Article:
"The Closed Loop Fund is at the forefront of driving business and societal value through the circular economy, impact investing, and environmental sustainability – all significant trends," said Kaplan. "If we are going to solve the challenges facing our society and future generations, we need to deliver innovation across all of them. I'm thrilled to be part of the team to help build this platform for change and can't wait to get started."

Backed by funding from Walmart and eight other large consumer product and packaging companies, the Fund was created in April 2014. It has been described as a push by the companies to increase supply of recycled content and combat "stagnant" recycling rates. The group says on its website it is aiming "to invest $100 million over the next five years" to jumpstart recycling systems across the U.S.

The Fund expects to announce the first of its projects this summer, CEO Ron Gonen stated at this month's Waste Expo conference.

During a four-year tenure at Walmart that eventually landed him as the company's sustainability director, Kaplan became a well-known industry member and recycling advocate. He spoke often of the company's goals to push recycled content usage and the broader value of recycling nationwide.

"We've turned our waste streams into profit centers," Kaplan said at Resource Recycling Conference 2014, "and cities can do that too."

Under Kaplan's watch, the company most recently launched a sustainable products section of its website, allowing shoppers to choose from a selection of "green" products, some of which contain recycled content.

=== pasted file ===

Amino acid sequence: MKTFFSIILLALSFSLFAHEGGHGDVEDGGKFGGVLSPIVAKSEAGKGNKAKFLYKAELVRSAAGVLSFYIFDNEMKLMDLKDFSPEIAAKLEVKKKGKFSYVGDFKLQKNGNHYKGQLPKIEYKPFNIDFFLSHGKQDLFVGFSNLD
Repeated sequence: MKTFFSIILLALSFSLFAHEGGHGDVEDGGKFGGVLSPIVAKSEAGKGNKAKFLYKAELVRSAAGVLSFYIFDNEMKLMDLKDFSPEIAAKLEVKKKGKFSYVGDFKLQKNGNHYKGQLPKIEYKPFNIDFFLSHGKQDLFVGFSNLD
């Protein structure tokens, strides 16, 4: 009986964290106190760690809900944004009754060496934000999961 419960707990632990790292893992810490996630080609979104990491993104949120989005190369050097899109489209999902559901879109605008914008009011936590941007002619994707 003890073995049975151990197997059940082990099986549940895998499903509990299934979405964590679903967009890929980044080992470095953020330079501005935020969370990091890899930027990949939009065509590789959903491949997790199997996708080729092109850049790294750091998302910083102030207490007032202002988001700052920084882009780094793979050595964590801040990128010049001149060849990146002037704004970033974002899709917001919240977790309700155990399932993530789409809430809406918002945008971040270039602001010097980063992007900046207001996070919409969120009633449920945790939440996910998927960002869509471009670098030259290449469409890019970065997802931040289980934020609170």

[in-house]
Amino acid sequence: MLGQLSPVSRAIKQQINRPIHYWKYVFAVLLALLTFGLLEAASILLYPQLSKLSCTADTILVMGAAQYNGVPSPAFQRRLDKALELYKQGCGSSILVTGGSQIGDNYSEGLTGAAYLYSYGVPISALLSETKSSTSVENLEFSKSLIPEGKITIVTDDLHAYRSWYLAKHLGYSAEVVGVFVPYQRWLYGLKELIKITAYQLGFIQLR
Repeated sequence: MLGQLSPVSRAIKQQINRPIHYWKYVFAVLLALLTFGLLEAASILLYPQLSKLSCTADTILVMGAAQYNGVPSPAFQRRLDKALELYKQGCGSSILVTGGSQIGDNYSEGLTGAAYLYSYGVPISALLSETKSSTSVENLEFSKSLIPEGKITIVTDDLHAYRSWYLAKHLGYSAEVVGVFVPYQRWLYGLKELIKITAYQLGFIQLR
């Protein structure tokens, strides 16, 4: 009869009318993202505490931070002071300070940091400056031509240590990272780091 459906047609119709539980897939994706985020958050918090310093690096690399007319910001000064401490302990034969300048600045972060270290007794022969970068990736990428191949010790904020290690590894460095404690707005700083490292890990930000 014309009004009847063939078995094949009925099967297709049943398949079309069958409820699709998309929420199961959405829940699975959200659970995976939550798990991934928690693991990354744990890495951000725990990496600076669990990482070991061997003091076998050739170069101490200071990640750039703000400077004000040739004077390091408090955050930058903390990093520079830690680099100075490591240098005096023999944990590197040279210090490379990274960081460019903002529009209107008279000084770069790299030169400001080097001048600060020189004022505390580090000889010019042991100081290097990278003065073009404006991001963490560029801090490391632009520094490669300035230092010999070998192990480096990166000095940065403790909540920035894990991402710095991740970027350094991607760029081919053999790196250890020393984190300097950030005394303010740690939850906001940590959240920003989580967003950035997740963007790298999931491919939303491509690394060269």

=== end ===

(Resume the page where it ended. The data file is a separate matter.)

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Aluminum can recycling rate reaches 56.7 percent

Tue, 06/16/2015 - 10:15
Aluminum can recycling rate reaches 56.7 percent

By Editorial Staff, Resource Recycling

June 16, 2015

The recycling rate for aluminum cans reached its highest level in 17 years, although an estimated $800 million worth of the metal is still landfilled each year.

That's according to a report by The Aluminum Association and the Can Manufacturers Institute examining 2014 performance indicators for aluminum beverage container recycling.

The consumer recycling rate reached 56.7 percent in 2014, compared to the 54.9 percent rate in 2013. It was the highest rate since 1997.

An estimated 59.3 billion cans were recycled. At the same time, roughly 37.6 billion cans were landfilled, according to the report.

"These landfilled cans, which could otherwise have been recycled and made into new cans, have a significant negative impact on the environment through wasted energy and on the economy through lost jobs," the report states.

At the same time, the cans have an average higher percentage of recycled content than they did in the past. In 2014, a survey of association members showed an average recycled content of 70 percent. Of that, 43 percentage points are post-consumer scrap and 27 percentage points are post-industrial scrap, according to the report.

The Aluminum Association conducts a survey of recycled content every four or five years. Figures for 2007 showed average recycled content of 68 percent. The association surveyed five main producers of can sheet: Alcoa, Logan, Novelis, Tri-Arrows and Wise. Novelis, in particular, has made news with its high-recycled-content beverage container, Evercan, which boasts at least 90 percent recycled content.